My Bartholin’s glands are visibly inflamed, and most doctors see that. I don’t think he noticed them, although I had mentioned that specifically when my history was taken by the registrar; he certainly didn’t try and avoid touching them. I have been examined many times, and it’s never comfortable, but this was very painful. It was as painful as penetrative sex is, in fact.
I gasped and cried out, I nearly screamed, and it must have been obvious because the nurse felt the need to hold my hand.
Afterwards, I was shaking and in tears. I was left alone to get dressed again – I managed to calm down by one of my milder self-harming methods. After what seemed like a long wait, the consultant and registrar returned with what appears to be a hurried print-out of some basic information (I suspect I know which website they used).
“I’ve never seen anything like this before,” the consultant told me. “I’m going to have to ask around and see who I can refer you to.” They said that; the referral letter hasn’t arrived a month later, and if the new consultant will be anything like this one I shall have to think twice about going.
They left me alone with the nurse, who checked I was okay and had one last piece of final ironic advice: “Don’t go looking at the internet and scaring yourself.”
I was too shaken to tell her that the internet is the only place I’ve found comfort in facing vulvodynia.
Tags: books, communication, experts, female sexual dysfunction, Feminism, FSD, guest post, language, orgasm, relationships, sex, sexual dysfunction, Sexuality
[Dear internet, we have a guest poster today! This is a post by pro-BDSM activist Clarisse Thorn, who blogs at Pro-Sex Outreach, Open-Minded Feminism.]
I’ve been working on a long article about my experiences with sexual dysfunction. It’s a project that’s been in the making for quite a while, but now that I don’t have so many distractions I’m ramping it up.
This is a complicated and difficult subject for me. I have a satisfying sex life now — I’ve gotten pretty good at communicating with partners, setting boundaries, seeking what I want, and masturbating to orgasm. It took me a long, long time to get here, though, and I had to get through a ton of confused feelings. Not just about coming into my S&M identity, though that was certainly a factor, but also dealing with feelings around the orgasmic dysfunction itself — for example, feelings about how my apparent inability to have orgasms meant that I was broken. (I had and still have some vaginal pain, too. Not every time, not even most times, and nothing overwhelming — but enough that I’ve developed coping mechanisms.)
In order to write this article, I’ve been going through a lot of years-old journal entries. One quotation particularly struck me:
[My boyfriend] comforted me the other night when I broke down and cried. I wept and wept and he said it was okay, you’re not broken, there’s nothing wrong with you. It’s okay, he said, not to want sex. But I do want sex, I’m just sickened and terrified and disgusted by it, and I don’t want to be anymore. I want to be able to watch sex scenes and not be enraged and disgusted, to read sensitive ones and not collapse in tears.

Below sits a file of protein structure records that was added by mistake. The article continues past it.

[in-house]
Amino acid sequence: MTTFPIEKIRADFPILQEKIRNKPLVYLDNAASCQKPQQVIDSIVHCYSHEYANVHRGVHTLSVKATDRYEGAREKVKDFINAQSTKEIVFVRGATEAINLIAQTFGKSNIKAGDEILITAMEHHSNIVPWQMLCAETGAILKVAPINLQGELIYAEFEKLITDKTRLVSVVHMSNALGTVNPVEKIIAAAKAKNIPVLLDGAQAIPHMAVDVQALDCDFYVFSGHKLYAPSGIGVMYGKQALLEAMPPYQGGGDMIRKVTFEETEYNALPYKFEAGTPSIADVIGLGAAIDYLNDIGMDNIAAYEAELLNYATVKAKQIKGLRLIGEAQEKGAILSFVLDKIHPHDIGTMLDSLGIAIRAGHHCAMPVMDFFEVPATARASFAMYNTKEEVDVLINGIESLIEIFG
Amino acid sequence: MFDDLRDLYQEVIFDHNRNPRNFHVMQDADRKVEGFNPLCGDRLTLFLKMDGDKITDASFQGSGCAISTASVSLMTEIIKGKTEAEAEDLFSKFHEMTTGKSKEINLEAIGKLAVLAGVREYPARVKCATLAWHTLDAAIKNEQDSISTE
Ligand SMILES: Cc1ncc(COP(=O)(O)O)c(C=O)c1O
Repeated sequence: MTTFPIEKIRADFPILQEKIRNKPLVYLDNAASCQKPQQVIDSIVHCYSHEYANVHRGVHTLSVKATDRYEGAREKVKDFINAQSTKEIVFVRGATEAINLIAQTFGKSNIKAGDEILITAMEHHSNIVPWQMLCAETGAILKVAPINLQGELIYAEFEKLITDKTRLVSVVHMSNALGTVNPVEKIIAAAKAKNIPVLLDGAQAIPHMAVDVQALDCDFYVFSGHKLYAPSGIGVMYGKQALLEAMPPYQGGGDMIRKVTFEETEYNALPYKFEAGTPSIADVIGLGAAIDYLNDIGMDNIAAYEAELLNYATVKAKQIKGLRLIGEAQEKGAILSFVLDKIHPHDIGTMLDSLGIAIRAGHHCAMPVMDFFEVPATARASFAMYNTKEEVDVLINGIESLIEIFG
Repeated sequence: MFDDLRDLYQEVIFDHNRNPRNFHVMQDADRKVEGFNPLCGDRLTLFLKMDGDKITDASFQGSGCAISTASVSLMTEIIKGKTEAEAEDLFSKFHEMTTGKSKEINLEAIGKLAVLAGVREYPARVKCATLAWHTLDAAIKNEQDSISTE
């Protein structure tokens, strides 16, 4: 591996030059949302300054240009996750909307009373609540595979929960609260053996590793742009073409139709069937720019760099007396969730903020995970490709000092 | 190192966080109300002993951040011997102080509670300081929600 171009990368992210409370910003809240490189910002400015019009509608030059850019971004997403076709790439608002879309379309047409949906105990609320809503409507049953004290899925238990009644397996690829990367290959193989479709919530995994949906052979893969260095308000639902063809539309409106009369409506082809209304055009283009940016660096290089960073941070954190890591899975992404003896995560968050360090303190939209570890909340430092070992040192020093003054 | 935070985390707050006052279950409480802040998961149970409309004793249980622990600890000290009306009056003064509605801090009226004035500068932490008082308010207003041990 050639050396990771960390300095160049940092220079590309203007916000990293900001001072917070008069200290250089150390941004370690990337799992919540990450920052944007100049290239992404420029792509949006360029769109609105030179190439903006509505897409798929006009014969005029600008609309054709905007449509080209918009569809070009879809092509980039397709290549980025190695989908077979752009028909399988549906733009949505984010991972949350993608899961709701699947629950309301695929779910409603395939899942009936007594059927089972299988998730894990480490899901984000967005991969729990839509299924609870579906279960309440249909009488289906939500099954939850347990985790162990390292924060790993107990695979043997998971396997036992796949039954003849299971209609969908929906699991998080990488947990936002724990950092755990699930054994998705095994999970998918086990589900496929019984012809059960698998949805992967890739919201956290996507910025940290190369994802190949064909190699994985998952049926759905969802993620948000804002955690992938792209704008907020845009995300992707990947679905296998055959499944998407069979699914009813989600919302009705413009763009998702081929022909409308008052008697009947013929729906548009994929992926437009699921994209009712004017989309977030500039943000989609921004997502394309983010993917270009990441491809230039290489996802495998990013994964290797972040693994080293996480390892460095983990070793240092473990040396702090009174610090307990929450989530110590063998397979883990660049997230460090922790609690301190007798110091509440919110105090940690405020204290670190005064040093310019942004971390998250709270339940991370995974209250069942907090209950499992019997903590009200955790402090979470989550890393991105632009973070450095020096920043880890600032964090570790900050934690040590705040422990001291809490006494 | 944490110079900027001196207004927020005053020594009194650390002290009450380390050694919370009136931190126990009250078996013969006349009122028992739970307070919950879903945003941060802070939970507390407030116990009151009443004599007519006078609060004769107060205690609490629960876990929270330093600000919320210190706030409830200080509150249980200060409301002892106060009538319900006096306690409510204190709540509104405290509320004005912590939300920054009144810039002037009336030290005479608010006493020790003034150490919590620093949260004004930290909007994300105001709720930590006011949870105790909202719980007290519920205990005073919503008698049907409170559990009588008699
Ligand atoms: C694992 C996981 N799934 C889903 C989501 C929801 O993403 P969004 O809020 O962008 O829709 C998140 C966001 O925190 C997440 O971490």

I wasn’t entirely sickened and terrified and disgusted by sex, of course: I often liked it. Loved it, really. Sex usually felt good even before I could have orgasms, even before I’d found S&M, even before I’d parsed out my feelings and learned more about sexual media such as porn. And I’ve talked a lot about how awesome and sex-positive my sex education was.
But I knew I was missing something, something crucial and integral to my sexuality. And I hated the way society seemed to always be informing me how to sexually act: I felt crushed into approaches that obviously weren’t working, weren’t meant for someone like me. It was hard to walk the line between craving sex and being unable to stand it.
Here’s another excerpt from my journal, around the same time:
I really hate reading explicit sex scenes. I didn’t used to hate it as much as I do now, and since I broke down in tears during the last one, I guess it’s pretty obvious why. Jealousy and hurt and hatred of the ideals I feel like they’re trying to forge into me, [one ideal being] that love and sex and particularly orgasm are all irrevocably intertwined, and that by missing out on orgasm I’m missing out on not only an aspect of sex but of love.
But mostly I guess the discomfort does come from not wanting to read the intimate details of another’s sex life … and the jealousy for the orgasm, still there, too deep to banish. Christ, it’s fucking ridiculous. I shouldn’t be this miserable about this. It’s so fucking unimportant in the grand scheme of things. — but the tears that startled me in my eyes as I typed tell me just how unimportant it really is to me, I guess.